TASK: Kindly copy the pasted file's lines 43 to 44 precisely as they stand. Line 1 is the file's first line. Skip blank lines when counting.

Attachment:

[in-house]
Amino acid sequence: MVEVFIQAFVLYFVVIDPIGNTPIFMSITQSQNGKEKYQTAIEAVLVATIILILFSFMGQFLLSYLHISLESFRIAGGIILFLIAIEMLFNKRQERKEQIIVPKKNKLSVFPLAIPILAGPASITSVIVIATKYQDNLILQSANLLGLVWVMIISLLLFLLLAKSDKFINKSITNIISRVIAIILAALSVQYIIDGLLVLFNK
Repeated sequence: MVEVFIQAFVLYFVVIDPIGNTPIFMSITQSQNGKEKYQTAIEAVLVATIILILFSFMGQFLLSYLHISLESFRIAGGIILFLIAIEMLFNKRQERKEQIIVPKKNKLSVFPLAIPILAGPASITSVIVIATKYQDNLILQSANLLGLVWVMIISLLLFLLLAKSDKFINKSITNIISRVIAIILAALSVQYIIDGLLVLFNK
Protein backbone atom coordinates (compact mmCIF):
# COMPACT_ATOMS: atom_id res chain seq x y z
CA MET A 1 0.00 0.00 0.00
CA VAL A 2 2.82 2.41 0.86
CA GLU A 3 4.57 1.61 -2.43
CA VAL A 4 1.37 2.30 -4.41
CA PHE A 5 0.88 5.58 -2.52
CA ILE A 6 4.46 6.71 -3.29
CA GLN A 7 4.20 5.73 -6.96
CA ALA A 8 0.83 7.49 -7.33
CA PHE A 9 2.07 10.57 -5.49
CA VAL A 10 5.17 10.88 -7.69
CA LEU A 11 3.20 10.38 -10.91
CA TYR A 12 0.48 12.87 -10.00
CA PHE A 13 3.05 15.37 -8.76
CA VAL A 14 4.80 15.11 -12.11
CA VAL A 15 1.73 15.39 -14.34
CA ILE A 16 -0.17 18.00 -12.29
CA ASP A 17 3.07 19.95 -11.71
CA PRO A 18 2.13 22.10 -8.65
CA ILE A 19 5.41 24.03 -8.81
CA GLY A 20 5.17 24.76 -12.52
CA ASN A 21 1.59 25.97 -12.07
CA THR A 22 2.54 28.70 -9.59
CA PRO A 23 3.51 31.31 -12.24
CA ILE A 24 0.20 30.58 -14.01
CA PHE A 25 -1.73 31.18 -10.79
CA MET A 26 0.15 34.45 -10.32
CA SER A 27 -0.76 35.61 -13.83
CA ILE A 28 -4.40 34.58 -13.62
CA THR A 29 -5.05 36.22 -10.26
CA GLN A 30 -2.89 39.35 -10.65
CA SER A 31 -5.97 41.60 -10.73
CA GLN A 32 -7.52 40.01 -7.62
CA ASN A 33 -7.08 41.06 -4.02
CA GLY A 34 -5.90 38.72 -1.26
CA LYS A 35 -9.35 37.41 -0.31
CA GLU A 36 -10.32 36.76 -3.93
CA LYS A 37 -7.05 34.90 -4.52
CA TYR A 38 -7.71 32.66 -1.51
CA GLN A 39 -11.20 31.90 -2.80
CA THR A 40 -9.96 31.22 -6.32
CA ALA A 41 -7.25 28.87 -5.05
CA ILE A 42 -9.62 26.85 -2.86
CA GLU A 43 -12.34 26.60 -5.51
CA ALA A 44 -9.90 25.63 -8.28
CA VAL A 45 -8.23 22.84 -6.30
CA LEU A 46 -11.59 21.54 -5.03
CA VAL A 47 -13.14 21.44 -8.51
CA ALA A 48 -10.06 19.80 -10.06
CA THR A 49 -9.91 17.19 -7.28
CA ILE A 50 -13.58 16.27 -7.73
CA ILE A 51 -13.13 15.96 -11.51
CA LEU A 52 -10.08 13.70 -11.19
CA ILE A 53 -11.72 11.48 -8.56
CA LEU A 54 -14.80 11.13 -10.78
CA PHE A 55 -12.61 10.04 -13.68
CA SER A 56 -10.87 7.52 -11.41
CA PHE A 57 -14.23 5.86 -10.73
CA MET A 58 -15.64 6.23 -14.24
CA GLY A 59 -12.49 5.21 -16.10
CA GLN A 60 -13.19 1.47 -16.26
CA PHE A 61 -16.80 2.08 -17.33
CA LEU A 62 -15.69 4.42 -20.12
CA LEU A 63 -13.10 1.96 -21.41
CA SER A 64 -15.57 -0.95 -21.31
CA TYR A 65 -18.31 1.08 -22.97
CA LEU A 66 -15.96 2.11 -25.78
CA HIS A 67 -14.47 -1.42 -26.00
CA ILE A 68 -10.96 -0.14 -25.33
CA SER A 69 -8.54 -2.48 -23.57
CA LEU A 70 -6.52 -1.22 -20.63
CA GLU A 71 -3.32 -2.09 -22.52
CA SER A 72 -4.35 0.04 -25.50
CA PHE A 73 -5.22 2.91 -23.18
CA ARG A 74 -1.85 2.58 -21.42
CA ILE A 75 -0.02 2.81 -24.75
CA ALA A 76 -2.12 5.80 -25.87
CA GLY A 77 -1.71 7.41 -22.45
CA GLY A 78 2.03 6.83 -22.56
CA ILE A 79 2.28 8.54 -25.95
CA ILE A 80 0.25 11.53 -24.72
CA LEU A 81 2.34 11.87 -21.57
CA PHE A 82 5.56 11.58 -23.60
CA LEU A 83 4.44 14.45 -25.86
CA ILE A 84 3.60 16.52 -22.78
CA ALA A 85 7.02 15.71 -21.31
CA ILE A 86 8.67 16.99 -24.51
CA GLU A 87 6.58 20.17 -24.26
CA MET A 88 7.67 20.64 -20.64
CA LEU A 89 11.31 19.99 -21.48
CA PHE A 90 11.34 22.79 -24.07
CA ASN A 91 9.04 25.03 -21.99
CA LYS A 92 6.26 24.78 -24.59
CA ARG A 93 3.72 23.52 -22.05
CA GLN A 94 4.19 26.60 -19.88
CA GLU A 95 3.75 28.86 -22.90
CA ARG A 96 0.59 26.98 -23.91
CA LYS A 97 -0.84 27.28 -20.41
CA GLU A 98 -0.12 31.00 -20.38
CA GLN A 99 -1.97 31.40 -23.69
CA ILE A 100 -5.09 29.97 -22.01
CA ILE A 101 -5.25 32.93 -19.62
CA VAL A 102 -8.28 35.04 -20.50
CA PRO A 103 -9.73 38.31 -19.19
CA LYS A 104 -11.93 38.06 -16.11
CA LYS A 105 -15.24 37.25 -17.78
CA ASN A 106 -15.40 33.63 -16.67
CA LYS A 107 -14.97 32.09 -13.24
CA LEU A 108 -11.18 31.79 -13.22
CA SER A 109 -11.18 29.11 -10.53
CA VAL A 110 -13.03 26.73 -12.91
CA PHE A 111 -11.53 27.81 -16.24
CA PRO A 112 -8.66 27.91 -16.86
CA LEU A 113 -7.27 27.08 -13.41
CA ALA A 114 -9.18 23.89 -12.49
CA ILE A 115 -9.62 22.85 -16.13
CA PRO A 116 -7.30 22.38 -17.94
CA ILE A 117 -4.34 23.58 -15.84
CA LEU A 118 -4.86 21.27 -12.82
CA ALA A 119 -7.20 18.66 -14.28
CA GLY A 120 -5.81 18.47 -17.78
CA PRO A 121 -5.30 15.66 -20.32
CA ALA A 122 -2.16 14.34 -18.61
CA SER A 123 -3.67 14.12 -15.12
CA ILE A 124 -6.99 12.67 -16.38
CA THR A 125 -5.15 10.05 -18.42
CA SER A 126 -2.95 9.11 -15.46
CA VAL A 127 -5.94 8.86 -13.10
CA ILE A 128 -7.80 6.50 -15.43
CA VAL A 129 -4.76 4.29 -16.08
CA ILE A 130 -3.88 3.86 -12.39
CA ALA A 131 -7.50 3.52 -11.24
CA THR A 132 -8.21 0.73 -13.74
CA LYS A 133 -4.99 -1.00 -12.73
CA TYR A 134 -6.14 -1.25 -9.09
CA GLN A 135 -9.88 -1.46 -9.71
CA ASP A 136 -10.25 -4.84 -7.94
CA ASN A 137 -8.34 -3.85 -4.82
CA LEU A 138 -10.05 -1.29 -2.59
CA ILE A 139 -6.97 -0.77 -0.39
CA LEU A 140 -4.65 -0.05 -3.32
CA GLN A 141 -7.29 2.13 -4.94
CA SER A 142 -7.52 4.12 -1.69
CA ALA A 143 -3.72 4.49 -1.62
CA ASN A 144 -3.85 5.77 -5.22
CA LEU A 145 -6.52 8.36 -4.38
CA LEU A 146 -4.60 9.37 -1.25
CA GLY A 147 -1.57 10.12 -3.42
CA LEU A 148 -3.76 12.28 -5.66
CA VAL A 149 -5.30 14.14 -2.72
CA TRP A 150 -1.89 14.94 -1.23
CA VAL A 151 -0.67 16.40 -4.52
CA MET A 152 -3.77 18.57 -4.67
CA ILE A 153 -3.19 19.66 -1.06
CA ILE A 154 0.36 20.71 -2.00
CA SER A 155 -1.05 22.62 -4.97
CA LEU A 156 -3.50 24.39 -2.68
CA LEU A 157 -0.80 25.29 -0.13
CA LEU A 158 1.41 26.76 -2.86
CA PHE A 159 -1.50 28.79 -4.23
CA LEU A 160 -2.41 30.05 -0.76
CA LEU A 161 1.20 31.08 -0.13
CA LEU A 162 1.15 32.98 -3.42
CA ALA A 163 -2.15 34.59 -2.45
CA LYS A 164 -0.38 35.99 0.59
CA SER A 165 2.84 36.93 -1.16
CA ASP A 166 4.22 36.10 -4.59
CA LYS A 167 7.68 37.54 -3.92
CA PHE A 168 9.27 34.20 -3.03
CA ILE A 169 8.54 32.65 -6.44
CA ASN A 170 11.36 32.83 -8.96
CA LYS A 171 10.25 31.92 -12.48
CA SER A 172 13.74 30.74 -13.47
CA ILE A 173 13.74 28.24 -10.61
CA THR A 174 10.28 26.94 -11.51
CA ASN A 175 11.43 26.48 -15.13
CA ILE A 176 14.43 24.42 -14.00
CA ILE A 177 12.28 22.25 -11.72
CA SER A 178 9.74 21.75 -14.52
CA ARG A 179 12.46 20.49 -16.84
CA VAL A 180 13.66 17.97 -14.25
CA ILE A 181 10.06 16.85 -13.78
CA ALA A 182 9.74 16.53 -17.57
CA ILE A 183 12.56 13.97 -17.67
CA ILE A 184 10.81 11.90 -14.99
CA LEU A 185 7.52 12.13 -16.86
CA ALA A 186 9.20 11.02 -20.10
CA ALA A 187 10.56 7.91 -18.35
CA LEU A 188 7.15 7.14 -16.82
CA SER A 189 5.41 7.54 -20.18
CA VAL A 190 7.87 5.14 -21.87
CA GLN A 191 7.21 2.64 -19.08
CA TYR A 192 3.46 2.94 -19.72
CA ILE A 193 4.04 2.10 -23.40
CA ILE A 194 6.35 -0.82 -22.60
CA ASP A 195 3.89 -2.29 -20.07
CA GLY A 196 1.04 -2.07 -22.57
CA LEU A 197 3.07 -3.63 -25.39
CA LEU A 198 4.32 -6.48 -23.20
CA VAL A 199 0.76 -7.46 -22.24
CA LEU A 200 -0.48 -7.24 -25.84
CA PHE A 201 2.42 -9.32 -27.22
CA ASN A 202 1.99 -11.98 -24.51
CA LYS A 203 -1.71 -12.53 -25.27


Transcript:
CA TYR A 38 -7.71 32.66 -1.51
CA GLN A 39 -11.20 31.90 -2.80